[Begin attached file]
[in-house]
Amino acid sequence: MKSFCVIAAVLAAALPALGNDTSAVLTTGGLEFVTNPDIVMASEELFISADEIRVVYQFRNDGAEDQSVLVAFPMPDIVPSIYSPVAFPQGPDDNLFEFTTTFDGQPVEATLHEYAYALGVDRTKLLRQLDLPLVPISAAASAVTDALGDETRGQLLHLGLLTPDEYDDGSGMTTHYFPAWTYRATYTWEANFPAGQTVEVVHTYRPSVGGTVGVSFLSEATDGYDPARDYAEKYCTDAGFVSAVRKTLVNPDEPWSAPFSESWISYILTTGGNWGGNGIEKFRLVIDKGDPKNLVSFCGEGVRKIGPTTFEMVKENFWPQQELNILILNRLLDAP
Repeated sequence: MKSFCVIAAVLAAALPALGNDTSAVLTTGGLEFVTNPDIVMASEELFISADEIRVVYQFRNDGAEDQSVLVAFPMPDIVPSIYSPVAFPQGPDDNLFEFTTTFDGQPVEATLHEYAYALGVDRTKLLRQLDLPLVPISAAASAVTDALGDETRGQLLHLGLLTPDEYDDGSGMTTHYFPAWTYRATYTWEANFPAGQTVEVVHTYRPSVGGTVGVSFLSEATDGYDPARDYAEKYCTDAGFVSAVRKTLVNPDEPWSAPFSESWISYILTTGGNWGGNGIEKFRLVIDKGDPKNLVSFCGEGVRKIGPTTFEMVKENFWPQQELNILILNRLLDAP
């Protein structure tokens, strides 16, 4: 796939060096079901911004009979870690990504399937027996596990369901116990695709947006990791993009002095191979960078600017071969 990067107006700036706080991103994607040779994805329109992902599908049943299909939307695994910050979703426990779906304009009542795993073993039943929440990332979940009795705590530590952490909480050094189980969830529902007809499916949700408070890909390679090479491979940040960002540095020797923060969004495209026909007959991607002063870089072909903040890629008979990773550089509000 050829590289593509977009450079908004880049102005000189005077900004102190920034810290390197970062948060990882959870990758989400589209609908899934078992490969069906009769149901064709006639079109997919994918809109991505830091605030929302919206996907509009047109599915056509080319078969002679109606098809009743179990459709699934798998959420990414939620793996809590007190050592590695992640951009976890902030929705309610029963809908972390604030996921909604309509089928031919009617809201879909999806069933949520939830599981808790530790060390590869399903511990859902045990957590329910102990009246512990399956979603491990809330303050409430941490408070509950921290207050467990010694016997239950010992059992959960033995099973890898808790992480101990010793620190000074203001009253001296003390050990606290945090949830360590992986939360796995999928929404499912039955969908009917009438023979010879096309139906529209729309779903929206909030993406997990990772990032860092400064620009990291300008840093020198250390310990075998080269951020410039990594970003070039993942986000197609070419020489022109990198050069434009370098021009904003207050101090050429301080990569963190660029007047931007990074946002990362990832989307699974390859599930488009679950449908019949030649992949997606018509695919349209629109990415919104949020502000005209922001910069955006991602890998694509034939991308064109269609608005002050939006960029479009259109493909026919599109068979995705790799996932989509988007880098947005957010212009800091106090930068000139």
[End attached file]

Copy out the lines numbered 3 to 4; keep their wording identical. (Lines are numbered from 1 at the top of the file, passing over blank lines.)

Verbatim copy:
Repeated sequence: MKSFCVIAAVLAAALPALGNDTSAVLTTGGLEFVTNPDIVMASEELFISADEIRVVYQFRNDGAEDQSVLVAFPMPDIVPSIYSPVAFPQGPDDNLFEFTTTFDGQPVEATLHEYAYALGVDRTKLLRQLDLPLVPISAAASAVTDALGDETRGQLLHLGLLTPDEYDDGSGMTTHYFPAWTYRATYTWEANFPAGQTVEVVHTYRPSVGGTVGVSFLSEATDGYDPARDYAEKYCTDAGFVSAVRKTLVNPDEPWSAPFSESWISYILTTGGNWGGNGIEKFRLVIDKGDPKNLVSFCGEGVRKIGPTTFEMVKENFWPQQELNILILNRLLDAP
């Protein structure tokens, strides 16, 4: 796939060096079901911004009979870690990504399937027996596990369901116990695709947006990791993009002095191979960078600017071969 990067107006700036706080991103994607040779994805329109992902599908049943299909939307695994910050979703426990779906304009009542795993073993039943929440990332979940009795705590530590952490909480050094189980969830529902007809499916949700408070890909390679090479491979940040960002540095020797923060969004495209026909007959991607002063870089072909903040890629008979990773550089509000 050829590289593509977009450079908004880049102005000189005077900004102190920034810290390197970062948060990882959870990758989400589209609908899934078992490969069906009769149901064709006639079109997919994918809109991505830091605030929302919206996907509009047109599915056509080319078969002679109606098809009743179990459709699934798998959420990414939620793996809590007190050592590695992640951009976890902030929705309610029963809908972390604030996921909604309509089928031919009617809201879909999806069933949520939830599981808790530790060390590869399903511990859902045990957590329910102990009246512990399956979603491990809330303050409430941490408070509950921290207050467990010694016997239950010992059992959960033995099973890898808790992480101990010793620190000074203001009253001296003390050990606290945090949830360590992986939360796995999928929404499912039955969908009917009438023979010879096309139906529209729309779903929206909030993406997990990772990032860092400064620009990291300008840093020198250390310990075998080269951020410039990594970003070039993942986000197609070419020489022109990198050069434009370098021009904003207050101090050429301080990569963190660029007047931007990074946002990362990832989307699974390859599930488009679950449908019949030649992949997606018509695919349209629109990415919104949020502000005209922001910069955006991602890998694509034939991308064109269609608005002050939006960029479009259109493909026919599109068979995705790799996932989509988007880098947005957010212009800091106090930068000139």